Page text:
This is a Cornflower base on the left and Ming base on the right, with Ming dots on the left and Cornflower dots on the right. Notice the Cornflower has done some wonderful things in terms of separating and showing patterns.
On top of Ivory, Ming spreads in a crazy, blotchy, I-think-I'm-a-transparent sort of way. The Ivory underneath it clots like cream. On top of Ming, the Ivory lines and dots have good cohesion, but you can see some marbling in them and the blue of the Ming breaching their boundaries.
The reaction between Ming and White is very similar to what happens with Ivory, but because White is a more translucent colour than Ivory, the lines and dots of it over Ming are not as crisp, and the odd curdling of the White on the right side of the bead has even less real definition to it.
Over Copper Green, Ming thins out to almost nothing, looks completely transparent and really befuddles the surface of the Copper Green. It develops light turquoise halos around it and odd, grainy veins of Ming concentrate in the surface of the dots and lines of the stringerwork that remind me of cracks in cement walls.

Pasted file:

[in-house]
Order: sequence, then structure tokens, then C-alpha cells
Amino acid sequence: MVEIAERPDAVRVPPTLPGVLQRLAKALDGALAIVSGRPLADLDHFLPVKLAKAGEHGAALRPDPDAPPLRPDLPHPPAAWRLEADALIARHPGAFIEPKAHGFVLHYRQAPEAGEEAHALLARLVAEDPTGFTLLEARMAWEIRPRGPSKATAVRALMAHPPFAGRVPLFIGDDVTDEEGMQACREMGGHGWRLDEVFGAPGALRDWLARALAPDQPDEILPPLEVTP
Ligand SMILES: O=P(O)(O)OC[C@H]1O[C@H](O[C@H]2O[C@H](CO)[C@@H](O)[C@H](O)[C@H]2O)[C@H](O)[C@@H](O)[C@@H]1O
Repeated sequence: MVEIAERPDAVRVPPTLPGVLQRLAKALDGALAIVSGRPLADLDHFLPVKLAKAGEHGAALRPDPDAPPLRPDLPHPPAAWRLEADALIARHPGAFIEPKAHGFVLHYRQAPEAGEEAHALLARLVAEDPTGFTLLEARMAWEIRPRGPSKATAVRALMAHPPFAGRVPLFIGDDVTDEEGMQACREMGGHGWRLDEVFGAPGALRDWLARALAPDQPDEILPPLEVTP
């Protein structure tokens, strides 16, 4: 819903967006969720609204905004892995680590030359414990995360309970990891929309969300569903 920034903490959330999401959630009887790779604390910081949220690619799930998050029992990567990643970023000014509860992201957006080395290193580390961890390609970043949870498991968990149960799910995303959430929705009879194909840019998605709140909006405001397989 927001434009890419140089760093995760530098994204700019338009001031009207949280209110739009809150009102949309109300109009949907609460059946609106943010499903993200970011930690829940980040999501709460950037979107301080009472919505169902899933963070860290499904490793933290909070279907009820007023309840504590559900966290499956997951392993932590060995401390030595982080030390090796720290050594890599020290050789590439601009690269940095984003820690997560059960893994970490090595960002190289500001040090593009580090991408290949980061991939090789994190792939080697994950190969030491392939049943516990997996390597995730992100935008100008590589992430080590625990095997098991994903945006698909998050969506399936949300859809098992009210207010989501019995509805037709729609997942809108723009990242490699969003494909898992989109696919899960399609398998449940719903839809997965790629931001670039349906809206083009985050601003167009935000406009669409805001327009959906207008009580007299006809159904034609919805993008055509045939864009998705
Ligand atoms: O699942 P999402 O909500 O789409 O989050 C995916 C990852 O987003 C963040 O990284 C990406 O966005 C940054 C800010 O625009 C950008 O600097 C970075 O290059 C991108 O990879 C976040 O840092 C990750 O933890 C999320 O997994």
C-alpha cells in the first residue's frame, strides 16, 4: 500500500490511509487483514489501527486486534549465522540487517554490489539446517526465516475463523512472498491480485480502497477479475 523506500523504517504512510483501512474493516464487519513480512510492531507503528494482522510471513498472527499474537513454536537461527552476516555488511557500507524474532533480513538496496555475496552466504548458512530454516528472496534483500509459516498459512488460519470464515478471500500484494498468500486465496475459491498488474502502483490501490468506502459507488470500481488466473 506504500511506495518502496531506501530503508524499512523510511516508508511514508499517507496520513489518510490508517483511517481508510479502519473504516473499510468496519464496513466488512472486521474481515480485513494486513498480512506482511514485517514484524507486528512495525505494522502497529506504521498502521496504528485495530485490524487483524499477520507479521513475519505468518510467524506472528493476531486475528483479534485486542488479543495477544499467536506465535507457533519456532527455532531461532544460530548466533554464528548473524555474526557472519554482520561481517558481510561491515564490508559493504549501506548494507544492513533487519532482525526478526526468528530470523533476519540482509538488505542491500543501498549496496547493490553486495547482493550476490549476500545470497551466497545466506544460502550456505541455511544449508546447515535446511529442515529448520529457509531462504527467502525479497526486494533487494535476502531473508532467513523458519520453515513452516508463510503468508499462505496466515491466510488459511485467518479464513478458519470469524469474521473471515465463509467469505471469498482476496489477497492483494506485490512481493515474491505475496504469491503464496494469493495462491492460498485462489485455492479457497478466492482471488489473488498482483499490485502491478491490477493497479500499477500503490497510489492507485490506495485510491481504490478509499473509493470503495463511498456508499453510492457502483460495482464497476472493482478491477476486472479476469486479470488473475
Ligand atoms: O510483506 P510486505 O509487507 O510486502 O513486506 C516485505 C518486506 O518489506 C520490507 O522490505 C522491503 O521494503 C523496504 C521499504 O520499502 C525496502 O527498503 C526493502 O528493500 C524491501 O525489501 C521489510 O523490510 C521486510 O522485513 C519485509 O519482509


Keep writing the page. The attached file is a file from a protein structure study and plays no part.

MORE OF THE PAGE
CiM 821 Ecru - only a little boundary reaction with the turquoise (almost greenish), but the turquoise did do a lovely job of pooling or separating. Nice, eh. I think putting those dots closer next time and letting them touch might look cool.
The bead on the left is a self-solid, the one on the right, is Black Currant, white dots, and black current again. Notice how the dots have crawled and are unevenly coloured - giving them an almost inside out look.
CiM 428: It ain't easy being. It also reminded me of Copper Green, so this bead is It Ain't Easy Being on the left, and Copper Green on the right. There are ivory dots at the ends, and EDP dots in between. You can see that the Copper Green is much more strongly reactive, especially with the EDP. But still - similar sort of reaction.